Periodic Table of Spectra

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Periodic tables have long been used by scientists as a way to represent the chemical elements in tabular form. You can purchase our version of the table at this link.

The first widely recognized periodic table was published by Dmitri Mendeleev in 1869.  His table arrangement, still in use today, illustrates periodic trends and behavior of the elements. (See: https://en.wikipedia.org/wiki/Periodic_table)

Our Periodic Table of the Elements poster has the same layout as the original one from 1869.  However, rather than each cell containing numerical data about the elements, our table contains a spectrum of each element.

What is a spectrum?

When a chemical element is heated sufficiently, the electrons that surround the nucleus may jump from level to level.  When these electrons jump levels, they can release energy, which in some cases can be seen as one or more colors of light mixed together. This light from a “glowing” element can be spread out using a prism, revealing the individual colors that make up element’s colorful spectrum.

The exciting thing is that each element has its own unique spectrum.  In other words, a spectrum is like the fingerprint of an element. For example, the spectrum of copper is different the spectrum of oxygen. (See https://en.wikipedia.org/wiki/Emission_spectrum)

The poster above displays these fingerprints.

 

Frequently Asked Questions (FAQ)

How do scientists use spectra?

Suppose you had an unknown element that you wanted to identify.  In principle, you could heat a small amount of the element, and capture the spectrum by looking at it through a prism. You could then identify the element by comparing your observed spectrum to those on our Periodic Table of Spectra poster. This is how astrophysicists figure out the composition of distant stars.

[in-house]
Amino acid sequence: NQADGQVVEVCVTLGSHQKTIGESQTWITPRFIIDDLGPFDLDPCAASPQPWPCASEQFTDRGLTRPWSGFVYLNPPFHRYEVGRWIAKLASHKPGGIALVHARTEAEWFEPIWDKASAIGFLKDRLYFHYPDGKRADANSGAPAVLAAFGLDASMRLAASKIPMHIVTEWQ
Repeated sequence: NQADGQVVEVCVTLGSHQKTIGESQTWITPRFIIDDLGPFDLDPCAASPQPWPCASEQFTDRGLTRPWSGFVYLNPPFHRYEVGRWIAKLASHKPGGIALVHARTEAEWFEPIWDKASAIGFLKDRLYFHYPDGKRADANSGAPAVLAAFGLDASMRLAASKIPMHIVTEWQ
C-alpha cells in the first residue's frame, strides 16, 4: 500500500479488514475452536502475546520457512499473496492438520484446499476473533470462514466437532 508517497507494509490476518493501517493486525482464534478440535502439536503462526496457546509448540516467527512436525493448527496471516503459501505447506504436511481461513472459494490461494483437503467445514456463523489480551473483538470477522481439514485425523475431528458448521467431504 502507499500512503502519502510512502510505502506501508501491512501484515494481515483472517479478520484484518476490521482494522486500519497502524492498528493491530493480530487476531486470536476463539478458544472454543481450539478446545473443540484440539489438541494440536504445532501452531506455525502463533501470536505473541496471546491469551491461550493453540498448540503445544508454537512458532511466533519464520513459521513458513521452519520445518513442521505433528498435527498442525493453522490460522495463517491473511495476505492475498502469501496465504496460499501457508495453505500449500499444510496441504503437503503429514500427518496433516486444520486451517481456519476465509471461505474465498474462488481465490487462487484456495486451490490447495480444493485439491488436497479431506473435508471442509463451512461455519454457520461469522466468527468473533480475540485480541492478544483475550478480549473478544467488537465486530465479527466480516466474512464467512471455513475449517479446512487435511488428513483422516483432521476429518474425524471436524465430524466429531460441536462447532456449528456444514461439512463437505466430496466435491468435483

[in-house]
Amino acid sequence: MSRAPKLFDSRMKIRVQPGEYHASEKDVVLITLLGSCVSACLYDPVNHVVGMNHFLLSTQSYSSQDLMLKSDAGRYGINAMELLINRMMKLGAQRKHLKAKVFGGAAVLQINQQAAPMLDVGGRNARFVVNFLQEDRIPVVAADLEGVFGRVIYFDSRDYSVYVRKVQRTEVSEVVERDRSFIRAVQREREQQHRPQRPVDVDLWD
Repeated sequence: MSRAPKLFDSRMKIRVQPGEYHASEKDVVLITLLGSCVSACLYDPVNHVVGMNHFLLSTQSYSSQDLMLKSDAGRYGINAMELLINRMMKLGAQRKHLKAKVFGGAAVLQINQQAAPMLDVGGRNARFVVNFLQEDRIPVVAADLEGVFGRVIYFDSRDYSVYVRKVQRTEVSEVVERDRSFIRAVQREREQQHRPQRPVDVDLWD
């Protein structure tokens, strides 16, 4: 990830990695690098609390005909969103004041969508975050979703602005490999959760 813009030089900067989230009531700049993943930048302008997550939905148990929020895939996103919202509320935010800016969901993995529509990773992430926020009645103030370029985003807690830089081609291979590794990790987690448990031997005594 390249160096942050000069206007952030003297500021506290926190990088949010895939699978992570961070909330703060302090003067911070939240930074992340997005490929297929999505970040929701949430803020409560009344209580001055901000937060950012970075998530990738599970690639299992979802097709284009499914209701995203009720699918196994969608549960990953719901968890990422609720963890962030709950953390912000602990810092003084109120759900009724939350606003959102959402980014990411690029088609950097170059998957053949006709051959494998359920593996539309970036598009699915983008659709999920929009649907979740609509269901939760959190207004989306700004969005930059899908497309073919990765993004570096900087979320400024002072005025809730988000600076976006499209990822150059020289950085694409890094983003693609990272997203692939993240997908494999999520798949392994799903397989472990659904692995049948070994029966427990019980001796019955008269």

Where did the data on your poster come from?

Our data source was the US National Institute of Standards and Technology, http://www.nist.gov.

Why are some of the boxes empty in your poster?

Data for these elements was not provided by the NIST because spectra are unavailable. This is generally because the element has a very short half-life, or is synthesized in the lab and exists in conditions that do not allow spectra to be generated.

Why do some of the boxes in your poster have more colored lines than others?

The spectrum that a given element produces depends on the physical properties of that element. Each element differs from the others. The field of quantum mechanics is used to describe the spectra of the elements. (https://en.wikipedia.org/wiki/Quantum_mechanics)

Why don’t some of the spectra in your poster exactly match the spectra I saw in my lab?

The spectra that an element generates varies depending on conditions (temperature, pressure, etc.).  And which specific spectral lines can actually be seen in the lab depends on the type of spectrometer that is used. In addition, some spectra lines in the real world may be more dim or thin than in our poster.  For clarity in our poster, we displayed each line synthesized with a width of 2.5 nm and equal brightness.

How did you create this poster?

We pre-processed the NIST data and then used the RSpec Explorer software to display the data. RSpec Explorer is an affordable ($395) desktop spectrometer for physics, chemistry and astronomy educators.  RSpec Explorer is an excellent companion to our poster. Use it to capture gas tube and other spectra in real-time.  Add a small grating and capture the spectra of stars.

For more information, see our home page: link.

Have additional questions? Contact us: link.

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Above: The RSpec Explorer spectrometer on its tripod.

 

 

 

 

 

 

 

 

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Above: RSpec Explorer viewing a gas tube spectrum.